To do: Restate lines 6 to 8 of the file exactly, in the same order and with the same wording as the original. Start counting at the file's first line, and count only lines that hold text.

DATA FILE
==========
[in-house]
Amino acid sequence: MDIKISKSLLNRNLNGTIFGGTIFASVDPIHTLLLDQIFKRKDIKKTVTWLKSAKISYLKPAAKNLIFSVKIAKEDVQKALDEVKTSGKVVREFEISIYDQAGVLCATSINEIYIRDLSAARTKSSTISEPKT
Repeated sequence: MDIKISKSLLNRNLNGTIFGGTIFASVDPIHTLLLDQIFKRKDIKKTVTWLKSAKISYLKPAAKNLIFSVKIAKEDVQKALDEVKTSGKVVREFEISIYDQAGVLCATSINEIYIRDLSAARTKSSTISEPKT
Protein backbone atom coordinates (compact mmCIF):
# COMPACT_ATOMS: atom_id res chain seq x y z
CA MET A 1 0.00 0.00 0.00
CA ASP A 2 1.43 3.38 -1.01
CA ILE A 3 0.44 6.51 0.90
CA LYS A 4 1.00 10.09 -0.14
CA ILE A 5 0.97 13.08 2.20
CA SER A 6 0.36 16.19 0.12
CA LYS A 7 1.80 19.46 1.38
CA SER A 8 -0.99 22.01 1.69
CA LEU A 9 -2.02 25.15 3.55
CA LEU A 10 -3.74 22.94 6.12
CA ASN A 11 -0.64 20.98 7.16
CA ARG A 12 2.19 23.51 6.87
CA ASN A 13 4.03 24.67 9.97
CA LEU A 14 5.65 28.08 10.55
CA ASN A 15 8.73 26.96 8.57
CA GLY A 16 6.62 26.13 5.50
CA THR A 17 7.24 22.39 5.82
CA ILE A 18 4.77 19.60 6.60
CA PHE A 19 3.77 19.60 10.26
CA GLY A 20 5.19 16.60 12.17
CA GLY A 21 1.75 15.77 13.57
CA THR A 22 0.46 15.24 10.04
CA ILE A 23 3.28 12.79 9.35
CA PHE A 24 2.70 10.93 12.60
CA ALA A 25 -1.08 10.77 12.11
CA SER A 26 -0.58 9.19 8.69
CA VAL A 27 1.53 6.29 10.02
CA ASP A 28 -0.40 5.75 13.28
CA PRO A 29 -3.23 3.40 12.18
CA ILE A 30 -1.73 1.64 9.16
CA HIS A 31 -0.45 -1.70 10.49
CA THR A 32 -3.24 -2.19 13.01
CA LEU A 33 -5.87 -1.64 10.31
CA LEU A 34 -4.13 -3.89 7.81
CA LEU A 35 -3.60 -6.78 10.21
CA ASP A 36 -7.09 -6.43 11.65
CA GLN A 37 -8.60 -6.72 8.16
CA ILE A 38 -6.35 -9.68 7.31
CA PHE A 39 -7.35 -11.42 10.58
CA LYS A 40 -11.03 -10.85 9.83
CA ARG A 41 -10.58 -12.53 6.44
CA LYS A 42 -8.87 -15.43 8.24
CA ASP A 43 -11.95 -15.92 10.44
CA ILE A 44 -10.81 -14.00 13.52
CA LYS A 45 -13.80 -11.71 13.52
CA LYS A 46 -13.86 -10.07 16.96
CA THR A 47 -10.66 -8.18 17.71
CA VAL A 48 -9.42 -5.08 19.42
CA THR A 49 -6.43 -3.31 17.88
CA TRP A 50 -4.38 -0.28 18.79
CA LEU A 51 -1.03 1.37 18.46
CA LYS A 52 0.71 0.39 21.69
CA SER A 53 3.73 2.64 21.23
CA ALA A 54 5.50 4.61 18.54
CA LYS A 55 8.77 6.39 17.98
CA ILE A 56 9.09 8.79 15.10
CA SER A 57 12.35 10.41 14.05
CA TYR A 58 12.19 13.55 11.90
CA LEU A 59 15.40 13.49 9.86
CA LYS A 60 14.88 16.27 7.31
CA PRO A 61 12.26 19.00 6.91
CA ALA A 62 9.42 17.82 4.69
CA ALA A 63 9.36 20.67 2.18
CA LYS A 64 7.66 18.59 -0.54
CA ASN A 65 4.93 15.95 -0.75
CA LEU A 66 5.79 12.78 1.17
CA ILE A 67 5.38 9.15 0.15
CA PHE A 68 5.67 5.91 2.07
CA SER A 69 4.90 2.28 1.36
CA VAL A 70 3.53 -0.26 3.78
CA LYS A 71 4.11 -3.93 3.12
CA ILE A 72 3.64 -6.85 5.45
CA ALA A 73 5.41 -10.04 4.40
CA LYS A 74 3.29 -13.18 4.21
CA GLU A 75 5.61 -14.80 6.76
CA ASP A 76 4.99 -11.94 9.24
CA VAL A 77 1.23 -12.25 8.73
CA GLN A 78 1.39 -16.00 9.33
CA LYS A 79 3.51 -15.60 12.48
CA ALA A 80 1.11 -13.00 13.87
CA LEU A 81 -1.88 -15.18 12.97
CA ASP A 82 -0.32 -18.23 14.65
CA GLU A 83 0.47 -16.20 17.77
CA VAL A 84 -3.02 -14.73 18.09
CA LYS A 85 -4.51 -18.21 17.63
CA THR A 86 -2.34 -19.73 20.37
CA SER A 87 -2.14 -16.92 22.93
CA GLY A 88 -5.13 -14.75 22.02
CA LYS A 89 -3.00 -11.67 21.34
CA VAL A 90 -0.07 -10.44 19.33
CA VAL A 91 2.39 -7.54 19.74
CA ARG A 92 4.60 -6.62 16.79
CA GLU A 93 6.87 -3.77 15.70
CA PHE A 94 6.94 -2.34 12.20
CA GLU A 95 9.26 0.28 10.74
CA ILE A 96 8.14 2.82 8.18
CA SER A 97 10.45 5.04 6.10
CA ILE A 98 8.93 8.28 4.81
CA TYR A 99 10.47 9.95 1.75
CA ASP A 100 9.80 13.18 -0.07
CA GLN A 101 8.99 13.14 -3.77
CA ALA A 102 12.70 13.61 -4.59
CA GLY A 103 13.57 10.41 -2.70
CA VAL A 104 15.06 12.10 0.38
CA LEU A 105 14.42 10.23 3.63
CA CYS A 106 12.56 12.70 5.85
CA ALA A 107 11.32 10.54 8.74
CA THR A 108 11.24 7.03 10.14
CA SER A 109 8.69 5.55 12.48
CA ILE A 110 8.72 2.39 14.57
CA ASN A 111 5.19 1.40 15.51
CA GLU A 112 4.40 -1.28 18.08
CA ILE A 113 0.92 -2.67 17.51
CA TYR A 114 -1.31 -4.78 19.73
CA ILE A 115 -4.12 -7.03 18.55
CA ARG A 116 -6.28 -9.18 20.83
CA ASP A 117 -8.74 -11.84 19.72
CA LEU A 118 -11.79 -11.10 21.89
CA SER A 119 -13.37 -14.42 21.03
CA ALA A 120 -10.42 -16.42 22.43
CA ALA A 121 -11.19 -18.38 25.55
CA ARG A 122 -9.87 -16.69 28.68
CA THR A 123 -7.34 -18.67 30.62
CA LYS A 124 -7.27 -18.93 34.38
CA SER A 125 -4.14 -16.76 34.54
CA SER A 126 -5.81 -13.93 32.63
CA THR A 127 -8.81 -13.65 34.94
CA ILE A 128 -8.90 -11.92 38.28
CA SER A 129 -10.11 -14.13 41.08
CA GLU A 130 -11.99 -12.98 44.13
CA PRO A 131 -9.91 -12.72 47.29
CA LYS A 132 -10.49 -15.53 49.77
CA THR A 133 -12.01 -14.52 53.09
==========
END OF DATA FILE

CA MET A 1 0.00 0.00 0.00
CA ASP A 2 1.43 3.38 -1.01
CA ILE A 3 0.44 6.51 0.90